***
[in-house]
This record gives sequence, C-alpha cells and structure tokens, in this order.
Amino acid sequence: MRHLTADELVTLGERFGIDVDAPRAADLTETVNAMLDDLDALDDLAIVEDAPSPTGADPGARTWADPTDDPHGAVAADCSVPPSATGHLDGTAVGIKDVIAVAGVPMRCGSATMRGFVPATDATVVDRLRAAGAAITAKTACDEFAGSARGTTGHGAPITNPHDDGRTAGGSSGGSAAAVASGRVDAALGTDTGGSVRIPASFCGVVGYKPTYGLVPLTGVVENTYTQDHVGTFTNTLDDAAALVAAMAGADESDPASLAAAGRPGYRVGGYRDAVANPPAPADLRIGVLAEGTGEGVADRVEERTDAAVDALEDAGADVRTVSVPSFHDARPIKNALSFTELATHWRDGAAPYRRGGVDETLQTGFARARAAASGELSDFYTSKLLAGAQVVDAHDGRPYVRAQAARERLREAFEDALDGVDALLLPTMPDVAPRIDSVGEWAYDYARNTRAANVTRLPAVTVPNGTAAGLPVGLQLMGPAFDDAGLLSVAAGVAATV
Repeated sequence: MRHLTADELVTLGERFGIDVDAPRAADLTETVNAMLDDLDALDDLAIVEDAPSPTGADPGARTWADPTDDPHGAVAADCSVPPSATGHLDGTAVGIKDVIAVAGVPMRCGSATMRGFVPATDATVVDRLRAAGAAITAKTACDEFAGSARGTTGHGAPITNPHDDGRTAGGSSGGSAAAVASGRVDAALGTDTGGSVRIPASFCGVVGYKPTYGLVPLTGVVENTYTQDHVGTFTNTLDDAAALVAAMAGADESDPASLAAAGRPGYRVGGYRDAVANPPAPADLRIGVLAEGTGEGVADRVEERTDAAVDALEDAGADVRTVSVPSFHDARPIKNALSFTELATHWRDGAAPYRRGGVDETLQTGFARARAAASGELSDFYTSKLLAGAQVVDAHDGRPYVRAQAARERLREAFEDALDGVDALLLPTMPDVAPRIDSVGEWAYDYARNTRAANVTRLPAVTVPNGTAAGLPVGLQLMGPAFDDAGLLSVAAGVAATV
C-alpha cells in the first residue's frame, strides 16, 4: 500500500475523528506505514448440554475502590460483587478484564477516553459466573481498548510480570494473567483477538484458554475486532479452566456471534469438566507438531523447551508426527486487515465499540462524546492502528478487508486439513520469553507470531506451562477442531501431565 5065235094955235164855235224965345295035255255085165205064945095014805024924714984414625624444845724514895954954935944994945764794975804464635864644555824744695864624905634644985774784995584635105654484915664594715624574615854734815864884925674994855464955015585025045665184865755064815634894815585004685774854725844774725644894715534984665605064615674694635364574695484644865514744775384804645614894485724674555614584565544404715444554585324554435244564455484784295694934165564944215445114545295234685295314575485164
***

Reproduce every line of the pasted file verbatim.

[in-house]
This record gives sequence, C-alpha cells and structure tokens, in this order.
Amino acid sequence: MRHLTADELVTLGERFGIDVDAPRAADLTETVNAMLDDLDALDDLAIVEDAPSPTGADPGARTWADPTDDPHGAVAADCSVPPSATGHLDGTAVGIKDVIAVAGVPMRCGSATMRGFVPATDATVVDRLRAAGAAITAKTACDEFAGSARGTTGHGAPITNPHDDGRTAGGSSGGSAAAVASGRVDAALGTDTGGSVRIPASFCGVVGYKPTYGLVPLTGVVENTYTQDHVGTFTNTLDDAAALVAAMAGADESDPASLAAAGRPGYRVGGYRDAVANPPAPADLRIGVLAEGTGEGVADRVEERTDAAVDALEDAGADVRTVSVPSFHDARPIKNALSFTELATHWRDGAAPYRRGGVDETLQTGFARARAAASGELSDFYTSKLLAGAQVVDAHDGRPYVRAQAARERLREAFEDALDGVDALLLPTMPDVAPRIDSVGEWAYDYARNTRAANVTRLPAVTVPNGTAAGLPVGLQLMGPAFDDAGLLSVAAGVAATV
Repeated sequence: MRHLTADELVTLGERFGIDVDAPRAADLTETVNAMLDDLDALDDLAIVEDAPSPTGADPGARTWADPTDDPHGAVAADCSVPPSATGHLDGTAVGIKDVIAVAGVPMRCGSATMRGFVPATDATVVDRLRAAGAAITAKTACDEFAGSARGTTGHGAPITNPHDDGRTAGGSSGGSAAAVASGRVDAALGTDTGGSVRIPASFCGVVGYKPTYGLVPLTGVVENTYTQDHVGTFTNTLDDAAALVAAMAGADESDPASLAAAGRPGYRVGGYRDAVANPPAPADLRIGVLAEGTGEGVADRVEERTDAAVDALEDAGADVRTVSVPSFHDARPIKNALSFTELATHWRDGAAPYRRGGVDETLQTGFARARAAASGELSDFYTSKLLAGAQVVDAHDGRPYVRAQAARERLREAFEDALDGVDALLLPTMPDVAPRIDSVGEWAYDYARNTRAANVTRLPAVTVPNGTAAGLPVGLQLMGPAFDDAGLLSVAAGVAATV
C-alpha cells in the first residue's frame, strides 16, 4: 500500500475523528506505514448440554475502590460483587478484564477516553459466573481498548510480570494473567483477538484458554475486532479452566456471534469438566507438531523447551508426527486487515465499540462524546492502528478487508486439513520469553507470531506451562477442531501431565 5065235094955235164855235224965345295035255255085165205064945095014805024924714984414625624444845724514895954954935944994945764794975804464635864644555824744695864624905634644985774784995584635105654484915664594715624574615854734815864884925674994855464955015585025045665184865755064815634894815585004685774854725844774725644894715534984665605064615674694635364574695484644865514744775384804645614894485724674555614584565544404715444554585324554435244564455484784295694934165564944215445114545295234685295314575485164